God looks at the heart and one’s intent. We make mistakes along the way, and there are times they need to be corrected, other times not. God will give us the wisdom to know, though that may take time. All of this processing a part of gathering wisdom. In and through Jesus.
I like simplicity. The older I get, the more I’m settled into that, and actually prefer it. That’s good, because life has a way of confining one into a space or groove which is comfortable enough, confining, but well in keeping with one’s calling and gifts. Hopefully not lived for mere pleasure, but pleasurable.
This is true within mission as well. And for the Christian, the new life given involves being a witness to the world of and for Christ, being a follower of Christ, seeking to glorify God in all we are and do in and through Christ.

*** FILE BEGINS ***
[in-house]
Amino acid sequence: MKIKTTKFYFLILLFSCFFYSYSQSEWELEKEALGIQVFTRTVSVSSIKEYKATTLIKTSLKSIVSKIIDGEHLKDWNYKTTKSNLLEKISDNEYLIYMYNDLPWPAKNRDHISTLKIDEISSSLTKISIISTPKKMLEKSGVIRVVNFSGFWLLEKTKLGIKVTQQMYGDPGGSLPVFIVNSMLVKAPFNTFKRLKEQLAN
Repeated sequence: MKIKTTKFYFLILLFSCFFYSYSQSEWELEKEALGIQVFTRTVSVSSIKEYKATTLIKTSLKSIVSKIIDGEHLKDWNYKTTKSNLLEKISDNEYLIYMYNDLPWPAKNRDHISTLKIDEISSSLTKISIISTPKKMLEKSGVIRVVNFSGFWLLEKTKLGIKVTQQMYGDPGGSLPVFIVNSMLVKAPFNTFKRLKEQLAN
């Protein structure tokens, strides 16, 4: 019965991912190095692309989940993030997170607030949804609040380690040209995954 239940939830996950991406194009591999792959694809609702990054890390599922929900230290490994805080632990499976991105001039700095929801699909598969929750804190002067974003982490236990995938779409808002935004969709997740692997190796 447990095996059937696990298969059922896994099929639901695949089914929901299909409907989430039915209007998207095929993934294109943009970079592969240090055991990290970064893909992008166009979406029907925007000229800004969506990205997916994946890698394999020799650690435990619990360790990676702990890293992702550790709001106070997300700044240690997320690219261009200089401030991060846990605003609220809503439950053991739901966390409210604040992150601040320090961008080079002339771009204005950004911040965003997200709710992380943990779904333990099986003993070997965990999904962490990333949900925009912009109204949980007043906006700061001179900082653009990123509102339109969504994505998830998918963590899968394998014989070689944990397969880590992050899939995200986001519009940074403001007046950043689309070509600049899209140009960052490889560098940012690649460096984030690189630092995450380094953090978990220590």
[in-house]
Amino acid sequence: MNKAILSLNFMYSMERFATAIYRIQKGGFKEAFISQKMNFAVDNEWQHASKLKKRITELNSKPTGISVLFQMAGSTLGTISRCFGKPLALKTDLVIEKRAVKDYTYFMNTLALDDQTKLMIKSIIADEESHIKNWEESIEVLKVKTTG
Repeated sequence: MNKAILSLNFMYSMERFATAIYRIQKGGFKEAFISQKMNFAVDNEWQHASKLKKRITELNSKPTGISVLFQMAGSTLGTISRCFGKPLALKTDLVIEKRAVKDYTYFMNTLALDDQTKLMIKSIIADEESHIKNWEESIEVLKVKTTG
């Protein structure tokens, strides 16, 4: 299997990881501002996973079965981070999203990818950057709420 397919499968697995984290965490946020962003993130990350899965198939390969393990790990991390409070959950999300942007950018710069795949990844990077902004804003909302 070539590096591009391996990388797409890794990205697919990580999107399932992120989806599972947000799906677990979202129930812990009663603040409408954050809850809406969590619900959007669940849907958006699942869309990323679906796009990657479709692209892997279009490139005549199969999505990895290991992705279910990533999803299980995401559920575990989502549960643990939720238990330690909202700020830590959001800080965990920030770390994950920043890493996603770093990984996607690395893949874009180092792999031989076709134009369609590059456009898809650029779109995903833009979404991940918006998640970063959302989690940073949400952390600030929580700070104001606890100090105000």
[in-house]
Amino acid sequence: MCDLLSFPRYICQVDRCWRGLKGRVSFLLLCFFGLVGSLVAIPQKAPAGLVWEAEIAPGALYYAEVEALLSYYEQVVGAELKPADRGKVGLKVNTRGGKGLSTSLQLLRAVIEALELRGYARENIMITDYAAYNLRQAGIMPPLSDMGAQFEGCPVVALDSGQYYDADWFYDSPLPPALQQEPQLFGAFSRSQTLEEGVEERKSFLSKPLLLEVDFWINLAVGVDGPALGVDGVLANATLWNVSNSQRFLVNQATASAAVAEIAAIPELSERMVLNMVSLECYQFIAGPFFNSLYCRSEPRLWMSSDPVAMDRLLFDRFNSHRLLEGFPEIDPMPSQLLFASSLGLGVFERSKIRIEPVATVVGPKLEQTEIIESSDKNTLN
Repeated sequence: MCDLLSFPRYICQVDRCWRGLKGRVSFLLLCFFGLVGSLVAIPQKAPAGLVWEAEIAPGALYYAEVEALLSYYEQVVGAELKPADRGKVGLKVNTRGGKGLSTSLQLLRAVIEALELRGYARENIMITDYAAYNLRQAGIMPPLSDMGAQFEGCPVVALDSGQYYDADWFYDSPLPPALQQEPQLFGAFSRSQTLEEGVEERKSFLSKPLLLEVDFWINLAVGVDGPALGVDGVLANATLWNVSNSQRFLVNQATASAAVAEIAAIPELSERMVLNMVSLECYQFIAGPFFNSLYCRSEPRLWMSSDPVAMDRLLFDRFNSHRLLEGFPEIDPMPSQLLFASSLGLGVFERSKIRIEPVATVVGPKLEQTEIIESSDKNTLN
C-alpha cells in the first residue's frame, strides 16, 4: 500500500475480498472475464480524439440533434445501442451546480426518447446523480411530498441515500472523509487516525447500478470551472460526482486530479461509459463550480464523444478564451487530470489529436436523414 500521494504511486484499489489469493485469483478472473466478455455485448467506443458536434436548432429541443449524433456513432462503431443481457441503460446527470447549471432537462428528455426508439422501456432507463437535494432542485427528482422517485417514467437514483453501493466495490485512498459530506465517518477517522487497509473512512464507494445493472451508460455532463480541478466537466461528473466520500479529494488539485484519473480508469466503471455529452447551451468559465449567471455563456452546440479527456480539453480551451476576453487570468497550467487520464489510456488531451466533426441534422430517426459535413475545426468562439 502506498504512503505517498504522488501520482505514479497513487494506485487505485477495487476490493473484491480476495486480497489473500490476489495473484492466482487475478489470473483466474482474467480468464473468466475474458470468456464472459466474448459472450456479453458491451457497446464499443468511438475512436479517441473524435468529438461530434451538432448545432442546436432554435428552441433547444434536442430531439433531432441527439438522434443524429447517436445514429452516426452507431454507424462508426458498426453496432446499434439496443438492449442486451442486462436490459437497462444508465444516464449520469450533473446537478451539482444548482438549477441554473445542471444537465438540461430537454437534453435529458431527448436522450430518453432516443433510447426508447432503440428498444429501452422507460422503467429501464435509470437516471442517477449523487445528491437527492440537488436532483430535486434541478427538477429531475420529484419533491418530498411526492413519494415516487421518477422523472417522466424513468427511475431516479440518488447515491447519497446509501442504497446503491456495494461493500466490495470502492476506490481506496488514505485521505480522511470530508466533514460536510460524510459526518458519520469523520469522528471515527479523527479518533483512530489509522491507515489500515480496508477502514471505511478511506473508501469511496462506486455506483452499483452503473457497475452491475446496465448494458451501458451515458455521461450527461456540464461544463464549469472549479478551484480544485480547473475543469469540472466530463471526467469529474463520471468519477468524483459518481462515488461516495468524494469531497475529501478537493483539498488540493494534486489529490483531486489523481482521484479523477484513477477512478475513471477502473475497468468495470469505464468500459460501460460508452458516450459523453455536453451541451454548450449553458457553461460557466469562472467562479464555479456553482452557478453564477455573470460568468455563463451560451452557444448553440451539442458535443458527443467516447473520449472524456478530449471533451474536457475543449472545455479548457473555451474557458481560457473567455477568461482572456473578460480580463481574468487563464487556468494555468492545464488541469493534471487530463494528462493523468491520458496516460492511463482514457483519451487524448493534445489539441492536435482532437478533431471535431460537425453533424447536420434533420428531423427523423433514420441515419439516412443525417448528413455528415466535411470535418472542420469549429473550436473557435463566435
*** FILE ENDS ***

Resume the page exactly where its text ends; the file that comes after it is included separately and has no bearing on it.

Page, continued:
That is what I want to be settled into more and more. Ideally with my coffee and classical music. Of course always in the communion of the church. In and through Jesus.
Life is strange in the sense that as you go on you realize certain things will remain the same, but that the unexpected is inevitable. So that should lend a certain kind of stability in the midst of change.
By faith Abraham, when called to go to a place he would later receive as his inheritance, obeyed and went, even though he did not know where he was going.
God is faithful, God’s promises are certain, fulfilled in Jesus. But life is uncertain. We don’t really know what will happen from one day to the next, or what the outcome will be. Except again that God will keep his promises in Jesus. And so by faith we carry on.
It’s like a wild ride at an adventure park. You believe you’re safe, and that you’ll arrive at “home” in the end, but getting there is another thing altogether. And it seems to me we’d all be much better off realizing this is true throughout life. We’re in process, and it’s open ended, but with an altogether good destination. In and through Jesus.